Half of farmers don’t know how to measure carbon

More than half of UK farmers claim not to know enough about how to measure carbon on the farm and three-quarters don’t know who to trust to help them do it.


Those are the key findings of a poll of 911 UK and Rep of Ireland farmers during November 2021 by The National Farm Research Unit.

In the run-up to COP26 there has been an increased amount of scrutiny placed on the agricultural industry, and carbon has taken centre stage when it comes to creating more sustainable food production. With targets for net zero set, the pressure is on for farms to start measuring and mitigating emissions. But this raises serious questions about how this will be done and who will pay for it.

The research suggests 10% of farms are already measuring carbon and a further 25% are looking into it. In sectors where there are more aligned contracts with retailers, for example dairy, there is already more engagement with 22% of farms already doing it and 31% making enquiries. Similarly, larger scale arable farmers (200+ ha) are also more likely to be engaged, where 26% of farmers polled were already measuring and a further 12% were looking into it.

The findings have been calculated using the research unit’s Farm Structures Model* based on 911 interviews with farmers across the UK and Republic of Ireland in November 2021.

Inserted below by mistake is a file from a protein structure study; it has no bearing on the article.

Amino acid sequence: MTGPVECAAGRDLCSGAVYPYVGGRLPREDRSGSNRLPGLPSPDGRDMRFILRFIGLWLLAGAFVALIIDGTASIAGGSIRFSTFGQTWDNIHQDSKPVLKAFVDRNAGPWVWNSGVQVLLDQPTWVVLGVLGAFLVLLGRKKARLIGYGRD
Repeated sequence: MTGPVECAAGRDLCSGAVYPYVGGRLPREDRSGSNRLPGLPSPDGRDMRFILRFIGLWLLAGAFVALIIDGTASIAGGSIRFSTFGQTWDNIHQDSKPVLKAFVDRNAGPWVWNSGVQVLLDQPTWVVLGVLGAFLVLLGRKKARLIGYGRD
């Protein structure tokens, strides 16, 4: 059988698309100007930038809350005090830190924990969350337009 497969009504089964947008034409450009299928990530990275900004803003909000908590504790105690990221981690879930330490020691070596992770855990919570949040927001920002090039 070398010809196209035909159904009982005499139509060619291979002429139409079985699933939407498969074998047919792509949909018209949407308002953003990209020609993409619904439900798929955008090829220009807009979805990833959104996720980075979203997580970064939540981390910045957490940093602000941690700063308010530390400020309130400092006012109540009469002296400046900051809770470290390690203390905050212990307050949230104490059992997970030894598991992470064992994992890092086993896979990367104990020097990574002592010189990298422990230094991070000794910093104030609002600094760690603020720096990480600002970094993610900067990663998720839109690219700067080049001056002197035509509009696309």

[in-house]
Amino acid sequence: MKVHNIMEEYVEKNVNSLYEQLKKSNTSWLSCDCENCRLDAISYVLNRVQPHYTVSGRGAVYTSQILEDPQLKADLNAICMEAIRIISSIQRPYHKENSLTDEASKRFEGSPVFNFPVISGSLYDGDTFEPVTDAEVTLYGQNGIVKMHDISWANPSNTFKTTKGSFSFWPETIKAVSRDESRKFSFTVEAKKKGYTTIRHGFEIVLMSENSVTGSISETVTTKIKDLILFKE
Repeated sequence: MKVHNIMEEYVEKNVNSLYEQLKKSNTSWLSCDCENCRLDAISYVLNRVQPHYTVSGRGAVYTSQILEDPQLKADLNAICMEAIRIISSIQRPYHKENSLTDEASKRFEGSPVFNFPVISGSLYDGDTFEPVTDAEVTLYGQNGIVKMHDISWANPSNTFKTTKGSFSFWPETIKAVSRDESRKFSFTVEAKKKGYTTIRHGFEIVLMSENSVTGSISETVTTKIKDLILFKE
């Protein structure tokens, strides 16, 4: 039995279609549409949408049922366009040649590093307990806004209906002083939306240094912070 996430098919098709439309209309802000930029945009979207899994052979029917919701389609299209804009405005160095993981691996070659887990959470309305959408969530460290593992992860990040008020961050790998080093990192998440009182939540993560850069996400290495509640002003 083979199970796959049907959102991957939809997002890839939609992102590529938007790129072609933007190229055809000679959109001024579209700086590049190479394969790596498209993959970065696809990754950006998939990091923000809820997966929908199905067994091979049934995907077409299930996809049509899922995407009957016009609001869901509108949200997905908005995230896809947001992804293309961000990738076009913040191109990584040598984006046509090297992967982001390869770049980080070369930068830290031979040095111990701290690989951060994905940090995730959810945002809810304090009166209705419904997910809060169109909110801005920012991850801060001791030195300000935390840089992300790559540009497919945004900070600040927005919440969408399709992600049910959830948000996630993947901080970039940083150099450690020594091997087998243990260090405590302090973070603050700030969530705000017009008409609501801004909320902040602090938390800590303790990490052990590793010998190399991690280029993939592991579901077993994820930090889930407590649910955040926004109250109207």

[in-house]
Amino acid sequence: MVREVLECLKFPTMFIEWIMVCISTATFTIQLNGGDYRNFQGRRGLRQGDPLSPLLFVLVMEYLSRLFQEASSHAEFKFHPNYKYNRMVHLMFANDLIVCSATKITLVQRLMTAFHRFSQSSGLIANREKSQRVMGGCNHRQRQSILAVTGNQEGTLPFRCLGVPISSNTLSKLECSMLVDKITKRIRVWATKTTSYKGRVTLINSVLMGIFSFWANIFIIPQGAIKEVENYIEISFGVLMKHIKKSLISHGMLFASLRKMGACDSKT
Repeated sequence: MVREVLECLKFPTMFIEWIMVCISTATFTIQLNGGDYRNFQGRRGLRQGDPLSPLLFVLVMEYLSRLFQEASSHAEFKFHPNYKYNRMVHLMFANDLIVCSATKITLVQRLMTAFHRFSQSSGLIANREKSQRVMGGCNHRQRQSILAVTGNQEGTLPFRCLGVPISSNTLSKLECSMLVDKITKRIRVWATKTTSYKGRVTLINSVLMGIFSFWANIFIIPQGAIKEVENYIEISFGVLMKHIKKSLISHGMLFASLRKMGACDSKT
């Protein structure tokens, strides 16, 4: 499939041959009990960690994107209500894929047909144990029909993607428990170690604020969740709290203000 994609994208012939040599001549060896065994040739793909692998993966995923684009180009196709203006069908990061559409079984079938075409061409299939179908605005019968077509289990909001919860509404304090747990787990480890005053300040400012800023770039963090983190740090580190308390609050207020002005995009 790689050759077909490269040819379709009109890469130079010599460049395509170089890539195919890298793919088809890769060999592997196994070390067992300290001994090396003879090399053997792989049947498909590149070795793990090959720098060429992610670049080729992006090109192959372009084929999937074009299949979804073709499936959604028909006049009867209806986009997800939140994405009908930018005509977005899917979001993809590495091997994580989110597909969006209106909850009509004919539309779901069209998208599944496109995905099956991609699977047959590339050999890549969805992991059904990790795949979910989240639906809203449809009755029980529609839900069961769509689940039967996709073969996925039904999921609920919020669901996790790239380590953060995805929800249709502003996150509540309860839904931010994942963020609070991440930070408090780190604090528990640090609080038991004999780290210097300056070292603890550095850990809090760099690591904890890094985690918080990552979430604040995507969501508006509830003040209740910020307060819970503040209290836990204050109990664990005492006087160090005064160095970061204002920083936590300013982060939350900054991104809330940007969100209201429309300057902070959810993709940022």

Getting it done

With almost three-quarters of farms not knowing who to trust to help them measure their carbon, there appear to be few emerging leaders to provide that expertise. Of the quarter who expressed a view as to where they may seek help in measuring carbon, seven percent said they would only trust themselves or the family with the remainder citing a plethora of third parties ranging from independent consultants and agronomists to academic institutions, retailers, buyers and NGOs.

“The research shows that farmers need help with measuring carbon,” Map of Ag Chief Commercial Officer Julian Gairdner said. “That’s why at Map of Ag we are evaluating a range of carbon models and are keen to help farmers and agrifood businesses understand how the tools can work for them. Our independence means we can support the sector with gathering the right data in the right tools, remove the need for duplicate data entry, keep the compliance load as light as possible and provide effective analysis to support positive interventions throughout the agrifood chain.”

Farmers were split over who should pay for carrying out the measurement. The weighted poll suggested more than six thousand farms expected the government to pay while over five thousand expected to put their hands in their own pockets.

* The National Farm Research Unit interviews more than 18,000 farmers in UK and Ireland on a rolling basis. All the data is weighted up from our sample to estimates for the whole population using our Farm Structures Model.

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